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Wednesday, August 8, 2012

Post: IAC (Second Day of Panels, 2)

Tuesday, July 24th, 2012

Couples, Families, & Transmission 

Yes, I am aware I am only 20 years old, and still in a fairly new relationship. But I am also a planner. I need to know what I should be aware of for my future and whoever else is in it.

I wanted to find out who do I talk to in my life to plan for a family, how can I stay safe within my relationship, what are my options, etc.

This is very much for the future but this is what I do! I had to find out!

I plan, I schedule, and I prepare! 

(There was a long line up of presenters, so they were all pretty quick and to the point).

Sarah EK Bradley presented information on couples in Mozambique.
  • 1/10 couples in Mozambique are sero-discordant (one partner is HIV positive, the other negative)
  • 1/3 HIV affected couples are concordant (both partners have HIV) 
  • Condom use within couples is very low, unless partners have become aware of their status.
Alright, thank you, Mozambique. I guess promotion of HIV testing within couples is needed in order to decrease transmission?

Here is where I got really excited...

Shannon Weber from The National Perinatal Clinicians Network in San Francisco presented next.
This network has created a HIV Hotline (1-888-448-8765) that provides conception options for HIV sero-discordant couples in the United States!

Finally, the beginning to finding out answers to my future questions and issues!

The network helps couples gain access to clinics, information, and informs the couples of their reproductive rights.

With 140,000 heterosexual HIV sero-discordant couples in the US, I was so happy to hear about this network and hotline! A solution has been put in place, and I hope it will have expanded greatly by the time I have to use it.

(After this presentation I could have just left... but like a good delegate I stuck around and continued to scribble down some notes about couples in other countries)

Dunja Nicca (Switzerland) stated that the trouble with some couples is that the HIV negative partner has some uncertainty or misinformation about the HIV positive partner. There are levels of how the partners interact with each other based on their comfort levels and education.

1. Condom Commitment (trying to stay sexually safe, fully prepared)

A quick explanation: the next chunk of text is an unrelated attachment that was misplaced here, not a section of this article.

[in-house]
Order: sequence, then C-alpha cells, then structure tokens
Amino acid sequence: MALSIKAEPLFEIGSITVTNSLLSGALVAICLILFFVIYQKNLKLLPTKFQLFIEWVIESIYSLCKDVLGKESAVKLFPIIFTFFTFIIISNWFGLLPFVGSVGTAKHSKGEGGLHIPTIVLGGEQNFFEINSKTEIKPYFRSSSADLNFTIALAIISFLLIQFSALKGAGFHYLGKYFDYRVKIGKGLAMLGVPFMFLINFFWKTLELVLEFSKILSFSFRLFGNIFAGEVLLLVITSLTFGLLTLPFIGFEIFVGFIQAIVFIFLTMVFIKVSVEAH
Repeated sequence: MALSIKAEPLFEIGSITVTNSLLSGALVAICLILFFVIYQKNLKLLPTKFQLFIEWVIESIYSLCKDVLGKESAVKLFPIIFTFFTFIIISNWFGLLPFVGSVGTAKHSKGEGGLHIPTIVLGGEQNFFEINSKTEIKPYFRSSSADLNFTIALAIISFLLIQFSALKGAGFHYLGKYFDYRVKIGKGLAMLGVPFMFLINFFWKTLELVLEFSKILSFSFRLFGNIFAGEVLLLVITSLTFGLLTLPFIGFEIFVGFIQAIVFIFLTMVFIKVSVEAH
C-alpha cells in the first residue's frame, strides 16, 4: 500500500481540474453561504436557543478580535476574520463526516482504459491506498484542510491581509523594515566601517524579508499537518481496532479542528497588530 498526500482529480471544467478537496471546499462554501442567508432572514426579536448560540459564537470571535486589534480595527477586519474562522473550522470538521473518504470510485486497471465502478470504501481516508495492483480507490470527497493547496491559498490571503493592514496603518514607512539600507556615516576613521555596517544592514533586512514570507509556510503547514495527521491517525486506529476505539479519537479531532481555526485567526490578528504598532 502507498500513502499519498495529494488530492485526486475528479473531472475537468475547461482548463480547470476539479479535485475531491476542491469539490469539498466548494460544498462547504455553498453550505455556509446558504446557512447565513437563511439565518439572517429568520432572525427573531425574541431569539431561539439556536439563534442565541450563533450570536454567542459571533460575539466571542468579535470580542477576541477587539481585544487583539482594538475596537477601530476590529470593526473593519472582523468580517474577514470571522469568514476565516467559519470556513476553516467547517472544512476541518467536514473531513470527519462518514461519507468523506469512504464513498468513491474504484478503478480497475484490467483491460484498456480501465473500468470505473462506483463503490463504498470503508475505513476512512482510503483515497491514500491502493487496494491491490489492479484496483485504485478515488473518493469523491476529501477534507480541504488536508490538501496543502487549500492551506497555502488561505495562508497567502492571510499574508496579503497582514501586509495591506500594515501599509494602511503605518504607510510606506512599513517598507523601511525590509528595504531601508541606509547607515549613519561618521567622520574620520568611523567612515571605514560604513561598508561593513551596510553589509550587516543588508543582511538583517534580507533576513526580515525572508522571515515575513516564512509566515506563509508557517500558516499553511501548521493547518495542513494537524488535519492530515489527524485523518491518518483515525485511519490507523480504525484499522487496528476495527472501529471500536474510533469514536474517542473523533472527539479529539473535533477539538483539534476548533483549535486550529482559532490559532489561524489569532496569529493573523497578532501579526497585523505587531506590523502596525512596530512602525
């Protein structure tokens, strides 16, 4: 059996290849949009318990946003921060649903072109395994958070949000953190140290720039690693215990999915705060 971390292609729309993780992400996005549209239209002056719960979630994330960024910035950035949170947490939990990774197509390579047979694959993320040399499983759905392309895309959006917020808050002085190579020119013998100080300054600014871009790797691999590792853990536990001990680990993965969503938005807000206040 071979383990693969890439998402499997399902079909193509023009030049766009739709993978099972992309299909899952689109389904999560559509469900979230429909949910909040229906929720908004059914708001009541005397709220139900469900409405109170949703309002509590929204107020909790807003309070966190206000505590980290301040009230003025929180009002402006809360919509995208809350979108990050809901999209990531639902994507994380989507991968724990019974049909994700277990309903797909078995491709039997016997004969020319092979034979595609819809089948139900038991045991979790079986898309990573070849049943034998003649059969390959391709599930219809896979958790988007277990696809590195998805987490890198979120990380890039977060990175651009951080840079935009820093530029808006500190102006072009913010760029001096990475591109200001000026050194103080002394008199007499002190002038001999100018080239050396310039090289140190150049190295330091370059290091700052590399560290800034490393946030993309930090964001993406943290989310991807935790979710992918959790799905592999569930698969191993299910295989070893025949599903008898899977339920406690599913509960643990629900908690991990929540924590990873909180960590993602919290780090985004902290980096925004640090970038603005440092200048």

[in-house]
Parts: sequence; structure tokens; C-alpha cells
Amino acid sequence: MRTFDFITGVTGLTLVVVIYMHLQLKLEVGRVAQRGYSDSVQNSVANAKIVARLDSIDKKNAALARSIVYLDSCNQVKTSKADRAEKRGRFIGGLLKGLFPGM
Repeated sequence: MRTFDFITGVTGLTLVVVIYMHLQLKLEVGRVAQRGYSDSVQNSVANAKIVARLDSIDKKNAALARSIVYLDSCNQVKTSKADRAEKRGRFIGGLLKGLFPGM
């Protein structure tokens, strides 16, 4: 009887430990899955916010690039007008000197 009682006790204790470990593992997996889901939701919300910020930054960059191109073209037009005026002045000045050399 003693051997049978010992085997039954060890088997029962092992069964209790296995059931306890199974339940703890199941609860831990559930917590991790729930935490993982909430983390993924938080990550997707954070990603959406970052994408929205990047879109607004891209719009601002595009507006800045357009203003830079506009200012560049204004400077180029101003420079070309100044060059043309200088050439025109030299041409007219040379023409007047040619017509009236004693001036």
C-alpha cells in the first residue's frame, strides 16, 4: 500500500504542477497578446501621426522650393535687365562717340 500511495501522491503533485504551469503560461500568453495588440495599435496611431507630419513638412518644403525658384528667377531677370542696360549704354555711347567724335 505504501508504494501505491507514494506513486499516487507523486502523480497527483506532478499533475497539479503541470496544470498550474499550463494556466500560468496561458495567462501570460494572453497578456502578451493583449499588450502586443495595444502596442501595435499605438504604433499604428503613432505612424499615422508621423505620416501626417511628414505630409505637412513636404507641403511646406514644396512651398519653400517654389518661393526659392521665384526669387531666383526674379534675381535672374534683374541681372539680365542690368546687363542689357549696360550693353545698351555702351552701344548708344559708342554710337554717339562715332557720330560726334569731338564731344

2. Rule Commitment (figuring out ways to stay safe without always using condoms)
3. Flexible Adaption (strategic with safety as new information is released)
4. Incongruous Adaption (don't discuss, sexual risk taking)

 Well noted, Switzerland! Couples need to discuss all aspects of the relationship. Communication is key even in a non sero-discordant couple! (SMART Youth's Healthy Relationship Workshops have taught me well) ;)

Kimberly Powers spoke about transmission in Malawi. She brought up a term "stable couples", these were couples within the HIV discordant group that... actually the terms for what made them "stable" wasn't quite clear. I believe it is the fact that the negative partner has stayed negative for a certain amount of time, and they have preventative measures in place. The question of "What are their prevention strategies?" came up in the conclusion of the presentation.

Pamela Kohler discussed PMTCT (Preventing Mother-to-Child Transmission) in Kenya. The improvements for Kenya's PMTCT community included: more partner involvement with PMTCT uptake, as well as efforts to increase ARV uptake during delivery are necessary.
 Short and to the point, got it!

Maureen Chilila presented a study in Zambia that showed how couples counseling increased ARV uptake by pregnant women.
  • There is a 14.3% prevalence rate, of this percentage 16% are pregnant women, then of this percentage 63% of the women are provided with drugs for PMTCT.
  • Only 10% of couples text together. 
The improvements shown through this study is for national encouragement of male involvement for PMTCT. This sounds like a great plan! It takes two to tango (AKA make a baby) so... it should take two to keep that baby healthy!

Overall, I did walk away from this panel with some information that is pertinent to me and my future. Some questions were answered- or more likely will be answered when I come to that point in life.

My one critique is, and this isn't necessarily for the panel specifically, but why is it that the International AIDS Conference is being held in the USA for the first time in... 20 years? And... I am just now hearing about some strategies for HIV positive people in the US at this conference?

I know HIV in the US isn't the top country for the pandemic, and that this IS an INTERNATIONAL conference, but... it IS in the US, how about a little more info for the delegates that are based in this country? Maybe I wasn't attending the right panels...    

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